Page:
There's no doubt - LG's here. But will the Optimus G be here to stay?
When was the last time you were excited about an LG phone? It has been a while since the handset maker had both buzz and substance on its side; upon entering the Android market, LG lost a bit of its luster, and pitted against such fierce competition like Samsung and Apple, LG began its descent into the brink of obscurity. Enter the Optimus G. With its latest flagship model (and accompanying marketing blitz), LG hopes to regain its fair share of the spotlight, and reestablish itself as a major player in an increasingly crowded market.
Its strategy is simple: stuff a smartphone with the biggest and best specs, pump dollars into its marketing budget, and one-up nearly every other flagship on the market today. But will the strategy pay off, and will the Optimus G catch the eye of AT&T customers? After a week with the phone, I’m ready to make a prediction.
The Optimus G's display just might be the best in the biz today, and at 4.7 inches, it's both usable and huge. The Snapdragon Pro and 2 GB of RAM, coupled with AT&T's consistenty-impressive LTE, add up to the fastest Android experience yet.
The Optimus G's camera doesn't come close to some of its competitor's optics, and the lack of a removable battery might be a drag for some. The G ships with Ice Cream Sandwich, just as Samsung and HTC are shipping their next wave of Jelly Bean-powered devices.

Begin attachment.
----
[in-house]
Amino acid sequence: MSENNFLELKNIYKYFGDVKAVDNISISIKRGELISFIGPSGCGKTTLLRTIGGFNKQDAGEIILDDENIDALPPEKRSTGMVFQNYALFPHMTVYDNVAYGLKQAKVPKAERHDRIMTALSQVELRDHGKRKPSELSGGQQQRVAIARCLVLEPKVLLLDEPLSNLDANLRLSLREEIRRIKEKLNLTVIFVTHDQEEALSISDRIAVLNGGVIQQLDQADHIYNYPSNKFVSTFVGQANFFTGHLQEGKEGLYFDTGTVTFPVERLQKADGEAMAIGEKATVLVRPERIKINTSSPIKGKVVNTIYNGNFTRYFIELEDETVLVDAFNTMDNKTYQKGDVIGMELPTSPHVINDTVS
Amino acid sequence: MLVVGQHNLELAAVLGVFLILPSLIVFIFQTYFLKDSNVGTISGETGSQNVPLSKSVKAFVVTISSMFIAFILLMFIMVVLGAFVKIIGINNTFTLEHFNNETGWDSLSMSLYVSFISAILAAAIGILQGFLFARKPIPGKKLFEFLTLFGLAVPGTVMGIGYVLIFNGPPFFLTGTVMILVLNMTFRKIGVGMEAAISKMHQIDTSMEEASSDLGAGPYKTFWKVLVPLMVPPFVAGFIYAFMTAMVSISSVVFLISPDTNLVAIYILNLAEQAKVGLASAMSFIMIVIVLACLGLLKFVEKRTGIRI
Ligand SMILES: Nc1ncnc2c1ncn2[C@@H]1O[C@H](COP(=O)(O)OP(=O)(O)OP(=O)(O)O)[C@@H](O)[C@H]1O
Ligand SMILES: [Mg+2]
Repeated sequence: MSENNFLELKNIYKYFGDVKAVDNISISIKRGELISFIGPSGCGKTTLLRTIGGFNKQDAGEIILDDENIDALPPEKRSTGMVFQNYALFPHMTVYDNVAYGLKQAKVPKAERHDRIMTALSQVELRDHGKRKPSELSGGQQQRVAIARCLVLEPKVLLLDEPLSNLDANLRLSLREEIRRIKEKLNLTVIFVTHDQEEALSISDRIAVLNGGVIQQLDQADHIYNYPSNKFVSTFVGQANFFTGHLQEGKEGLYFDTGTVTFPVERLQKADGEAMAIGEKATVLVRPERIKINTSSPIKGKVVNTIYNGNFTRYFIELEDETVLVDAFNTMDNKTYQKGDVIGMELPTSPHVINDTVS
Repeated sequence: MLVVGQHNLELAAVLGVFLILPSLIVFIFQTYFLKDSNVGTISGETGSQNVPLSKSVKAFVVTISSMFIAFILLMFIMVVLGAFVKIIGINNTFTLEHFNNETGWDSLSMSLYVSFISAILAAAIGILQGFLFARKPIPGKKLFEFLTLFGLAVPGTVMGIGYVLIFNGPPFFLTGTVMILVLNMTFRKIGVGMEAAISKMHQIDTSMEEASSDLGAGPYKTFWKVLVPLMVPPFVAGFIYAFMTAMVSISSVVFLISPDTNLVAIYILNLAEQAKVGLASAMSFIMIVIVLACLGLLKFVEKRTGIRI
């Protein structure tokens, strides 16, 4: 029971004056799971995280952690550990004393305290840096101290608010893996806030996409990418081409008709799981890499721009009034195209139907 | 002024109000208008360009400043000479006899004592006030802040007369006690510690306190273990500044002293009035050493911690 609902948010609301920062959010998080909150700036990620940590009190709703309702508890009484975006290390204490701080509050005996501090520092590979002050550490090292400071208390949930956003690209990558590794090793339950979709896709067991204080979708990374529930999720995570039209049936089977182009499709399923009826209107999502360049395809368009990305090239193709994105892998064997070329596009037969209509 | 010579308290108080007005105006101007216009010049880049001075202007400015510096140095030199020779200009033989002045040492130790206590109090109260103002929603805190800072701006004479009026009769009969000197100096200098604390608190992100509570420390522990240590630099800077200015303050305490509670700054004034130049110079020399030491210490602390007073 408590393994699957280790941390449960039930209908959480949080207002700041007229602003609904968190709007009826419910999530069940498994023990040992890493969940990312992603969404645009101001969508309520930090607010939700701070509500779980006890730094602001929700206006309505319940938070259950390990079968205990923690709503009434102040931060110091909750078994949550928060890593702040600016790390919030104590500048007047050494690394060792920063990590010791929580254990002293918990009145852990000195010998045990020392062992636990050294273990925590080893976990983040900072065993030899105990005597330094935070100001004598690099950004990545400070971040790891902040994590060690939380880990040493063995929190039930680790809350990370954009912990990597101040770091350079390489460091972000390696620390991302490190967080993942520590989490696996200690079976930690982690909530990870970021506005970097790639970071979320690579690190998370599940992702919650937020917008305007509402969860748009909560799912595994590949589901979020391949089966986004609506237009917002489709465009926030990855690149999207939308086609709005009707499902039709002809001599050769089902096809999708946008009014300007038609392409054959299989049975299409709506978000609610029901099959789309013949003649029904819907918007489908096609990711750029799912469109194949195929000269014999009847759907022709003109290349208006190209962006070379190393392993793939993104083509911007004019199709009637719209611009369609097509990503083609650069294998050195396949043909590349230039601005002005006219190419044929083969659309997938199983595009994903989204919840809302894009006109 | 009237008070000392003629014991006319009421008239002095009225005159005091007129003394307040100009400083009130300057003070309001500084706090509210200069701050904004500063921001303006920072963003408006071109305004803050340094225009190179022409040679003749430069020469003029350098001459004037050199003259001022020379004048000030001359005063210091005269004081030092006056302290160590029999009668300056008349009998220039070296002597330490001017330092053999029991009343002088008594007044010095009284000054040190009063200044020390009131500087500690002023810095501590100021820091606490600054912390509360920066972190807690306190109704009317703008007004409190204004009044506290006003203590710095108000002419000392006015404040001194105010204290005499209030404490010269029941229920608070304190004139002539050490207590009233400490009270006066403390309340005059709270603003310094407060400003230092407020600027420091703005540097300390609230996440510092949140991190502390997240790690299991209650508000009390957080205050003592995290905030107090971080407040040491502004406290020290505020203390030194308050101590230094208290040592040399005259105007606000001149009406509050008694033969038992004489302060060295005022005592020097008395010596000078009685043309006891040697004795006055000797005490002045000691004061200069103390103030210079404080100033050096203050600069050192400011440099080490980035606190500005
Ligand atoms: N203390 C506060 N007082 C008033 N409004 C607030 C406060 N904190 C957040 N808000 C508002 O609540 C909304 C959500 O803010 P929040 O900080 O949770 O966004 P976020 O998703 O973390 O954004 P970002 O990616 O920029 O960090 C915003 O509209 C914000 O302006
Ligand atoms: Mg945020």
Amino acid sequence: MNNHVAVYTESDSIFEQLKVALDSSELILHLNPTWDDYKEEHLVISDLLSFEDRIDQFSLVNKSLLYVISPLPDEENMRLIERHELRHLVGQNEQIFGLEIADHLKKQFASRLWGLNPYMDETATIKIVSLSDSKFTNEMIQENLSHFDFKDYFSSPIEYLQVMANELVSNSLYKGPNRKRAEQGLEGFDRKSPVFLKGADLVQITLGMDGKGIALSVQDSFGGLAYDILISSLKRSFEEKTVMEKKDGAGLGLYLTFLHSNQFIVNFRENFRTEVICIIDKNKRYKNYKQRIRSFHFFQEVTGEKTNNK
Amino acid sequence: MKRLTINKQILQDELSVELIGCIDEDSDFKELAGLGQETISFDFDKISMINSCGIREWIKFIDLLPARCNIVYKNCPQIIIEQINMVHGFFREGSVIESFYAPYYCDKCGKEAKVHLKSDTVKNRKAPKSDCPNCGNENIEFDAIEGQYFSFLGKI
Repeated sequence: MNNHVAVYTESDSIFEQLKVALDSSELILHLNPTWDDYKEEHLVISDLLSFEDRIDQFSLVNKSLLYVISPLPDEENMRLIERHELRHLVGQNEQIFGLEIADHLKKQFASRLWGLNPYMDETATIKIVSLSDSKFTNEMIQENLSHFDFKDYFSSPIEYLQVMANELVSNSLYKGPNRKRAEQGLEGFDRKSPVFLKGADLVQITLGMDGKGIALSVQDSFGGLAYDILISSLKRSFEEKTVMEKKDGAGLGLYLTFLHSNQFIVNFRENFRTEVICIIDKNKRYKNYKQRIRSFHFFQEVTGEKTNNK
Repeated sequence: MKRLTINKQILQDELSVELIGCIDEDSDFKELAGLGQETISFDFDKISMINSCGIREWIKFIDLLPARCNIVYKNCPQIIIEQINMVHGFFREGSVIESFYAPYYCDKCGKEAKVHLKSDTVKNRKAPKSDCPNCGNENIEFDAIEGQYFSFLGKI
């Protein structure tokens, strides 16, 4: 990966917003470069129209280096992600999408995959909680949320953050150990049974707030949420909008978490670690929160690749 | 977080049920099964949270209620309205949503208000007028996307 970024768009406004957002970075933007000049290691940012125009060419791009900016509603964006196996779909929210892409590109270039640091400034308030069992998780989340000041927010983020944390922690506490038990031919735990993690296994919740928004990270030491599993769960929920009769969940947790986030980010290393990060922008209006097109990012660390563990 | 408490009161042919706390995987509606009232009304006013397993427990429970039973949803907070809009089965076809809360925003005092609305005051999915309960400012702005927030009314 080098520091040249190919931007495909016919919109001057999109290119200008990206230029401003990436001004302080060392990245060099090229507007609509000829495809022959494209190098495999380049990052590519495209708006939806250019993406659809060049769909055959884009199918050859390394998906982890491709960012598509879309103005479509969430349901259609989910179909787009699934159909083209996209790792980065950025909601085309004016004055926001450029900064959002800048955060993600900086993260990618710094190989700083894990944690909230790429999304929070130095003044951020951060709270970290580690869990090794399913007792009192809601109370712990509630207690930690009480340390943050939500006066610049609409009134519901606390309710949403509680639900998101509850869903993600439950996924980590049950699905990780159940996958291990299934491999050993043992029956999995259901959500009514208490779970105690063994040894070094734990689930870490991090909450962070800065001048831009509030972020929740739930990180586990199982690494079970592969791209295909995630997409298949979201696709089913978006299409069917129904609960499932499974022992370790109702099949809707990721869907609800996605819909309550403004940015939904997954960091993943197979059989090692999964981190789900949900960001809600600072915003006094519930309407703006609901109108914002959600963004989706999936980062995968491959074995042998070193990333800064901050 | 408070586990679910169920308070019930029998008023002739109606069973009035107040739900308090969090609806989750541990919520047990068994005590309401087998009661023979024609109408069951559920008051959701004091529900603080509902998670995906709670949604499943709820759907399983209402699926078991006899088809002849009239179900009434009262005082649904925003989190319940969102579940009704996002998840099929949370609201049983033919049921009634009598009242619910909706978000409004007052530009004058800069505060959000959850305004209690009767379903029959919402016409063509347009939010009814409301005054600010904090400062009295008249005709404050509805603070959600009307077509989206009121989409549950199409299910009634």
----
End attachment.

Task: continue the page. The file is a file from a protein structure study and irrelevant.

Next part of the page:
Inside this review
LG Optimus G: AT&T vs. Sprint
LG has a lot to prove with the Optimus G; not only is there pressure to create a blockbuster device, but there’s also pressure to show that the company can make devices as nice (if not better) than its main rivals Samsung, HTC, and Motorola. And with the G, LG comes as close as it ever has.
As we’ve established, LG chose to take a different route than the one Samsung took with its Galaxy S 3 launch, customizing a variety of models to meet carriers’ specific wants and needs. Despite this custom tailoring, all Optimus Gs retain a sense of commonality, including AT&T’s model. Though it differs from the “standard” international version as well as Sprint’s model in both its hardware and software, the AT&T-specific Optimus G very much lives up to its branding.
AT&T’s Optimus G is striking with its “crystallized” back (part of that "Crystal Reflection Process" thing), though even this differs ever so slightly from the rest of the family with a slightly larger pattern. This isn’t something you’ll notice unless comparing two different models side-by-side, though it was at least worth a mention. It’s of a high-gloss finish that is stunning to look at but absolutely dreadful to handle. It is extremely slippery, even more so than most other glossy finishes, and is nearly impossible to keep smudge-free. Keep a microfiber cloth with you at all times if this is something that gets your goat. The 8MP camera sits flush on the backside, with a framed LED flash located directly underneath. The Optimus G’s less-than-stellar speaker is located on the bottom right-hand corner of the backside.